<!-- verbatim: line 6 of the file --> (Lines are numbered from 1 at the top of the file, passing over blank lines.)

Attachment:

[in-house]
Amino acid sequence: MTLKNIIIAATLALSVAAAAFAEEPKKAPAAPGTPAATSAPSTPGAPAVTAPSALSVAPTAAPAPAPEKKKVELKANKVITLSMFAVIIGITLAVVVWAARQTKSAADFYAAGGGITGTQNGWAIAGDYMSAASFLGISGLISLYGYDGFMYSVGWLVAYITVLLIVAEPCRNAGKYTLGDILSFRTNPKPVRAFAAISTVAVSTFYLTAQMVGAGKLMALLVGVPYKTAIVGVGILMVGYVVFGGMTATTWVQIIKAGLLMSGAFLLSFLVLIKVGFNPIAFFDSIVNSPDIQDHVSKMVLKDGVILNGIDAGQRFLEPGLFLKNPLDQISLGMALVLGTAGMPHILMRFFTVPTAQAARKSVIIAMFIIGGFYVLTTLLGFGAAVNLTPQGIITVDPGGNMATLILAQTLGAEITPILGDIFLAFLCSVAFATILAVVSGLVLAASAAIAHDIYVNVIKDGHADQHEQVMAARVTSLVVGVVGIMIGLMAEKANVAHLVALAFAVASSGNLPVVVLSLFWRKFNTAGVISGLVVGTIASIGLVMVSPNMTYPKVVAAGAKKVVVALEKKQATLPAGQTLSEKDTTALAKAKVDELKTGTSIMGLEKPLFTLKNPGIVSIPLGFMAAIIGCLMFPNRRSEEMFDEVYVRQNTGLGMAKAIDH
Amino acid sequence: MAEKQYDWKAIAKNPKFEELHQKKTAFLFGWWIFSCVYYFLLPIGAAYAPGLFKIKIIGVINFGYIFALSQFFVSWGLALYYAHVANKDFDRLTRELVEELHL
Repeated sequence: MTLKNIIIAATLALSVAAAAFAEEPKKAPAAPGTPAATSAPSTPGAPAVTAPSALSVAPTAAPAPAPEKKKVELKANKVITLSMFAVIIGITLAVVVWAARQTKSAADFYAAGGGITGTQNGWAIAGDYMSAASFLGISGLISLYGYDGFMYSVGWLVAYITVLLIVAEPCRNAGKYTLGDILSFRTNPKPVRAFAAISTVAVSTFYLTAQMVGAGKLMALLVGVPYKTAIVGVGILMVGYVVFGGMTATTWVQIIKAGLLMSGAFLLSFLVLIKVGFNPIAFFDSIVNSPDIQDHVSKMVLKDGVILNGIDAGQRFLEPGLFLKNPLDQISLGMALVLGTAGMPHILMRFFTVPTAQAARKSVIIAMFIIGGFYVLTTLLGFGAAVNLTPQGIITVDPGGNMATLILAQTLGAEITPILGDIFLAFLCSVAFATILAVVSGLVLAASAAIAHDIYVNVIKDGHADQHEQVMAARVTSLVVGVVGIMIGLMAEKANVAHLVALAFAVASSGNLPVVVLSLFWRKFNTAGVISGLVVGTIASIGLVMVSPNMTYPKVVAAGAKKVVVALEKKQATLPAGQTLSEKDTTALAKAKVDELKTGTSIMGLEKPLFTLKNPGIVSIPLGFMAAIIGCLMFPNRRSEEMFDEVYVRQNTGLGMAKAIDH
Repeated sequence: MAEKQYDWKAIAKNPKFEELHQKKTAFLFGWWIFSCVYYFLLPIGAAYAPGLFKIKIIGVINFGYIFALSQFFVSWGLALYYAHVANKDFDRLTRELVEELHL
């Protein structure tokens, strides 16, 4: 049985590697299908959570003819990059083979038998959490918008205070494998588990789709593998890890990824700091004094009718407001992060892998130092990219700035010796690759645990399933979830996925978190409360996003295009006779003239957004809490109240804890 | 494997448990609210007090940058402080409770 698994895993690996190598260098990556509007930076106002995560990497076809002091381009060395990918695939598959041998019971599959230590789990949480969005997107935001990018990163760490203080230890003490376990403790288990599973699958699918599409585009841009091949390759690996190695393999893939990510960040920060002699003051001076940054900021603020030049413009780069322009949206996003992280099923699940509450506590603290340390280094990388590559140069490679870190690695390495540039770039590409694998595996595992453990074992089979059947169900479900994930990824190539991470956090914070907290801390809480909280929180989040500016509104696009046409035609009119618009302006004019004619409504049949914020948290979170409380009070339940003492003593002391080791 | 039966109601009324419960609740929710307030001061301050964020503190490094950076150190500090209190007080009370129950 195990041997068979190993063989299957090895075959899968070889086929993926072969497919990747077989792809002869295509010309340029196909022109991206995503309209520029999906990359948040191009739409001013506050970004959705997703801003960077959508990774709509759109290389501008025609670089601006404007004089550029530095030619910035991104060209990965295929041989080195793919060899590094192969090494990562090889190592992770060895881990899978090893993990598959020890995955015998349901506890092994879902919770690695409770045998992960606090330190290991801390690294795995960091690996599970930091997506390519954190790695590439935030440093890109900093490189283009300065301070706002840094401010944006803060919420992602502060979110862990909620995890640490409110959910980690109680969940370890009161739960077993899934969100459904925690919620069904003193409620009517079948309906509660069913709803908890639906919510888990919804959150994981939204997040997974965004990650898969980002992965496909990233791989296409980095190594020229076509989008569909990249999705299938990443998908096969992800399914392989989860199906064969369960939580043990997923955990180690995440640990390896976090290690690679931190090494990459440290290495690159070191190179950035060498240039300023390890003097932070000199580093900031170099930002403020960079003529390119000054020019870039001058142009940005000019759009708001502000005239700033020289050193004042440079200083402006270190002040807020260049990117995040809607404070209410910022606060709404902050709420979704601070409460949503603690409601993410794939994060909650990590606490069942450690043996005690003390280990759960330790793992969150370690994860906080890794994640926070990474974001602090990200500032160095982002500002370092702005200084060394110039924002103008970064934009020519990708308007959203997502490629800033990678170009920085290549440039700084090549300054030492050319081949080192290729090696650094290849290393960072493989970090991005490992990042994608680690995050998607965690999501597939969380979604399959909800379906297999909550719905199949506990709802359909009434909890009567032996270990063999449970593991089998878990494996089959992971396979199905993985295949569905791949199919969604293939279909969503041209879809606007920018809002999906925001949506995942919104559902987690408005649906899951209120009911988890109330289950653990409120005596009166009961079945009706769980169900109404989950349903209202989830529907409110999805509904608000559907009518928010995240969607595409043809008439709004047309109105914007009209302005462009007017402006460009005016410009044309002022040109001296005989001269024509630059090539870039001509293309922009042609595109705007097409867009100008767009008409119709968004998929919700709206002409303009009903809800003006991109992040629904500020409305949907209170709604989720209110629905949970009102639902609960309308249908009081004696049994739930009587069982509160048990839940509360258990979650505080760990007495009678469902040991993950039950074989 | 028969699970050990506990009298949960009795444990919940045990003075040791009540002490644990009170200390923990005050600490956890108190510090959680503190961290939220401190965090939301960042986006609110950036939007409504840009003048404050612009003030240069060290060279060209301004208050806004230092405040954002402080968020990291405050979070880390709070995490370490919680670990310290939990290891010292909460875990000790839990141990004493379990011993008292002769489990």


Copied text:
């Protein structure tokens, strides 16, 4: 049985590697299908959570003819990059083979038998959490918008205070494998588990789709593998890890990824700091004094009718407001992060892998130092990219700035010796690759645990399933979830996925978190409360996003295009006779003239957004809490109240804890 | 494997448990609210007090940058402080409770 698994895993690996190598260098990556509007930076106002995560990497076809002091381009060395990918695939598959041998019971599959230590789990949480969005997107935001990018990163760490203080230890003490376990403790288990599973699958699918599409585009841009091949390759690996190695393999893939990510960040920060002699003051001076940054900021603020030049413009780069322009949206996003992280099923699940509450506590603290340390280094990388590559140069490679870190690695390495540039770039590409694998595996595992453990074992089979059947169900479900994930990824190539991470956090914070907290801390809480909280929180989040500016509104696009046409035609009119618009302006004019004619409504049949914020948290979170409380009070339940003492003593002391080791 | 039966109601009324419960609740929710307030001061301050964020503190490094950076150190500090209190007080009370129950 195990041997068979190993063989299957090895075959899968070889086929993926072969497919990747077989792809002869295509010309340029196909022109991206995503309209520029999906990359948040191009739409001013506050970004959705997703801003960077959508990774709509759109290389501008025609670089601006404007004089550029530095030619910035991104060209990965295929041989080195793919060899590094192969090494990562090889190592992770060895881990899978090893993990598959020890995955015998349901506890092994879902919770690695409770045998992960606090330190290991801390690294795995960091690996599970930091997506390519954190790695590439935030440093890109900093490189283009300065301070706002840094401010944006803060919420992602502060979110862990909620995890640490409110959910980690109680969940370890009161739960077993899934969100459904925690919620069904003193409620009517079948309906509660069913709803908890639906919510888990919804959150994981939204997040997974965004990650898969980002992965496909990233791989296409980095190594020229076509989008569909990249999705299938990443998908096969992800399914392989989860199906064969369960939580043990997923955990180690995440640990390896976090290690690679931190090494990459440290290495690159070191190179950035060498240039300023390890003097932070000199580093900031170099930002403020960079003529390119000054020019870039001058142009940005000019759009708001502000005239700033020289050193004042440079200083402006270190002040807020260049990117995040809607404070209410910022606060709404902050709420979704601070409460949503603690409601993410794939994060909650990590606490069942450690043996005690003390280990759960330790793992969150370690994860906080890794994640926070990474974001602090990200500032160095982002500002370092702005200084060394110039924002103008970064934009020519990708308007959203997502490629800033990678170009920085290549440039700084090549300054030492050319081949080192290729090696650094290849290393960072493989970090991005490992990042994608680690995050998607965690999501597939969380979604399959909800379906297999909550719905199949506990709802359909009434909890009567032996270990063999449970593991089998878990494996089959992971396979199905993985295949569905791949199919969604293939279909969503041209879809606007920018809002999906925001949506995942919104559902987690408005649906899951209120009911988890109330289950653990409120005596009166009961079945009706769980169900109404989950349903209202989830529907409110999805509904608000559907009518928010995240969607595409043809008439709004047309109105914007009209302005462009007017402006460009005016410009044309002022040109001296005989001269024509630059090539870039001509293309922009042609595109705007097409867009100008767009008409119709968004998929919700709206002409303009009903809800003006991109992040629904500020409305949907209170709604989720209110629905949970009102639902609960309308249908009081004696049994739930009587069982509160048990839940509360258990979650505080760990007495009678469902040991993950039950074989 | 028969699970050990506990009298949960009795444990919940045990003075040791009540002490644990009170200390923990005050600490956890108190510090959680503190961290939220401190965090939301960042986006609110950036939007409504840009003048404050612009003030240069060290060279060209301004208050806004230092405040954002402080968020990291405050979070880390709070995490370490919680670990310290939990290891010292909460875990000790839990141990004493379990011993008292002769489990």